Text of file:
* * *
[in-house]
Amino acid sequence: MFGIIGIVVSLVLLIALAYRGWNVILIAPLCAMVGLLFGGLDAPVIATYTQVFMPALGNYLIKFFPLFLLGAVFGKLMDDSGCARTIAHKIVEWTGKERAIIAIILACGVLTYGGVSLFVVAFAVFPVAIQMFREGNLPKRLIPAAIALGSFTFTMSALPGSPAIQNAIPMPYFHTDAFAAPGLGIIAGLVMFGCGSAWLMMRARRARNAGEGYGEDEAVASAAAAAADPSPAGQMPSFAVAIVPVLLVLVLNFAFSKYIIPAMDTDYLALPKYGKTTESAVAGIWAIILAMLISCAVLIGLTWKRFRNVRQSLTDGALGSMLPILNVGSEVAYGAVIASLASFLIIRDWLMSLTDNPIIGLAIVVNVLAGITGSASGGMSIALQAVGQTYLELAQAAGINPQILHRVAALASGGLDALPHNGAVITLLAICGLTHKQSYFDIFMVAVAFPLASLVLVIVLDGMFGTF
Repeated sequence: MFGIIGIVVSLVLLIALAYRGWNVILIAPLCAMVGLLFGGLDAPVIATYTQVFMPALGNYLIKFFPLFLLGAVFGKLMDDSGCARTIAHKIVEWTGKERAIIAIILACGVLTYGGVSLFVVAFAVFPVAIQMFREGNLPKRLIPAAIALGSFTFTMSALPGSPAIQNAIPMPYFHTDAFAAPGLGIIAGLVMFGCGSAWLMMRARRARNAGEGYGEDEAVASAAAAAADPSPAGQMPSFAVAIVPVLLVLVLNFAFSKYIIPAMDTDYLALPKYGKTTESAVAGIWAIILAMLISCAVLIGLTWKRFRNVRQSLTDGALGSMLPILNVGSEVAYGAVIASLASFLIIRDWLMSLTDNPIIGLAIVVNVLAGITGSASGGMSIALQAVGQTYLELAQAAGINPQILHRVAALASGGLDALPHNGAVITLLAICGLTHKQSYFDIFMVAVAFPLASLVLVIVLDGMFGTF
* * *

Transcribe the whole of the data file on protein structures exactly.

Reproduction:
[in-house]
Amino acid sequence: MFGIIGIVVSLVLLIALAYRGWNVILIAPLCAMVGLLFGGLDAPVIATYTQVFMPALGNYLIKFFPLFLLGAVFGKLMDDSGCARTIAHKIVEWTGKERAIIAIILACGVLTYGGVSLFVVAFAVFPVAIQMFREGNLPKRLIPAAIALGSFTFTMSALPGSPAIQNAIPMPYFHTDAFAAPGLGIIAGLVMFGCGSAWLMMRARRARNAGEGYGEDEAVASAAAAAADPSPAGQMPSFAVAIVPVLLVLVLNFAFSKYIIPAMDTDYLALPKYGKTTESAVAGIWAIILAMLISCAVLIGLTWKRFRNVRQSLTDGALGSMLPILNVGSEVAYGAVIASLASFLIIRDWLMSLTDNPIIGLAIVVNVLAGITGSASGGMSIALQAVGQTYLELAQAAGINPQILHRVAALASGGLDALPHNGAVITLLAICGLTHKQSYFDIFMVAVAFPLASLVLVIVLDGMFGTF
Repeated sequence: MFGIIGIVVSLVLLIALAYRGWNVILIAPLCAMVGLLFGGLDAPVIATYTQVFMPALGNYLIKFFPLFLLGAVFGKLMDDSGCARTIAHKIVEWTGKERAIIAIILACGVLTYGGVSLFVVAFAVFPVAIQMFREGNLPKRLIPAAIALGSFTFTMSALPGSPAIQNAIPMPYFHTDAFAAPGLGIIAGLVMFGCGSAWLMMRARRARNAGEGYGEDEAVASAAAAAADPSPAGQMPSFAVAIVPVLLVLVLNFAFSKYIIPAMDTDYLALPKYGKTTESAVAGIWAIILAMLISCAVLIGLTWKRFRNVRQSLTDGALGSMLPILNVGSEVAYGAVIASLASFLIIRDWLMSLTDNPIIGLAIVVNVLAGITGSASGGMSIALQAVGQTYLELAQAAGINPQILHRVAALASGGLDALPHNGAVITLLAICGLTHKQSYFDIFMVAVAFPLASLVLVIVLDGMFGTF